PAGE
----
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ZURICH, March 19 (Reuters) - Switzerland has postponed plans to relax its COVID-19 restrictions, the government said on Friday, citing increasing coronavirus cases and insufficient progress on vaccinations.
Switzerland had planned to allow outdoor events like football matches and concerts with up to 150 people from Monday as well as allowing restaurants to open terraces to outdoor diners, but instead opted for a more cautious approach as neighbouring France and Germany also rein in reopening.
“The risk of an uncontrolled increase in the number of cases is currently too great for further openings,” the government said on Friday. “In addition, too few people have yet been vaccinated to prevent a sharp rise in hospitalizations.”
The number of coronavirus cases in Switzerland and neighbouring Liechtenstein rose by 1,750 on Thursday, well above the seven-day average of 1,285 cases.
Currently, infections are expected to double every three to four weeks, the government said, warning new variants of COVID-19 make up to 80% of the new cases.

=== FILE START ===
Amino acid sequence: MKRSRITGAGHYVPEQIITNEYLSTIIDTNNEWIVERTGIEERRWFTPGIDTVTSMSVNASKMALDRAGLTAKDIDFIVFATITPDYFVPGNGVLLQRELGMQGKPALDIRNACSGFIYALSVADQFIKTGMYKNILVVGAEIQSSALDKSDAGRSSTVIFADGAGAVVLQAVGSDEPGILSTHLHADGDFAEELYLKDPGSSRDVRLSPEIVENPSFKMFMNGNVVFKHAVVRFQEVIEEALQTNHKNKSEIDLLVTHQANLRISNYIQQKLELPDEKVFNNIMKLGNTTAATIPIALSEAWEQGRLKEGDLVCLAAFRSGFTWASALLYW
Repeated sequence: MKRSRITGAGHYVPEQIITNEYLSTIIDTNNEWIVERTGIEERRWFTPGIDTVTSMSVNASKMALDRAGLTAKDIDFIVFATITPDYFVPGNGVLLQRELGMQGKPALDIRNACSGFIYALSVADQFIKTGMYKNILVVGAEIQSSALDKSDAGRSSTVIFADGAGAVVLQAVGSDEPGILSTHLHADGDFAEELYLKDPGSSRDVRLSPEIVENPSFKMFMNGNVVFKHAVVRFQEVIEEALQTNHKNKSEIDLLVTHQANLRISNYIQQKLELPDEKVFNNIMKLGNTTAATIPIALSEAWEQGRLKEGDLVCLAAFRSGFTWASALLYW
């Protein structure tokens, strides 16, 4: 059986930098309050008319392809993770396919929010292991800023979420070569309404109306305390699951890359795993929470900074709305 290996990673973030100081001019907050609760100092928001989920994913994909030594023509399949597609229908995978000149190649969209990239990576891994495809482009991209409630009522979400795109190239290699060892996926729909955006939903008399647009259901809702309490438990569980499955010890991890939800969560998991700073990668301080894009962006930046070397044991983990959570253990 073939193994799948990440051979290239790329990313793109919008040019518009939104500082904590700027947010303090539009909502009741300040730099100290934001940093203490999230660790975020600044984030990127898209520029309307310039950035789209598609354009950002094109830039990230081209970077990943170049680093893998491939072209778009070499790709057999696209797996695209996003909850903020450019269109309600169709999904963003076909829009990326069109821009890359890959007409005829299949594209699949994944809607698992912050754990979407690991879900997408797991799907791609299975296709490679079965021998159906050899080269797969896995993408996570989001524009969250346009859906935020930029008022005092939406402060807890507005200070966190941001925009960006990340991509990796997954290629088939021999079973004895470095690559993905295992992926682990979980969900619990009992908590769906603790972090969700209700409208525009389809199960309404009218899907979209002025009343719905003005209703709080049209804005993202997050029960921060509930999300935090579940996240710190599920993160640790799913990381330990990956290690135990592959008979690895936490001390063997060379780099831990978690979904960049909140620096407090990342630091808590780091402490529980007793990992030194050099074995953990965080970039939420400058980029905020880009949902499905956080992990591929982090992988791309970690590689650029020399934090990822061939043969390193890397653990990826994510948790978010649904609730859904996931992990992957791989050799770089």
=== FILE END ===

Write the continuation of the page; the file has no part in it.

“We’ve known for awhile that they aren’t merely more infectious, but also more dangerous,” Health Minister Alain Berset said at a press conference. “This is not the moment we’d hoped for.”
The government did relax restrictions on indoor meetings for families and friends, up to 10 people from five previously, ahead of Easter.
Torn between public fatigue and warnings from public health experts about reopening too quickly, the government has forged a middle path that is often less strict than neighbouring countries’ approaches.
It has unveiled a 1 billion Swiss franc ($1.07 billion) plan to offer free coronavirus tests for all residents, while grappling with shortages of vaccines it needs for its goal to inoculate all who wish by summer.
Shops, museums, and libraries reopened this month and sporting and cultural activities for youngsters resumed. Schools and many ski lifts are open, but restaurants and cultural venues remain closed. ($1 = 0.9307 Swiss francs) (Reporting by John Revill, editing by John Miller)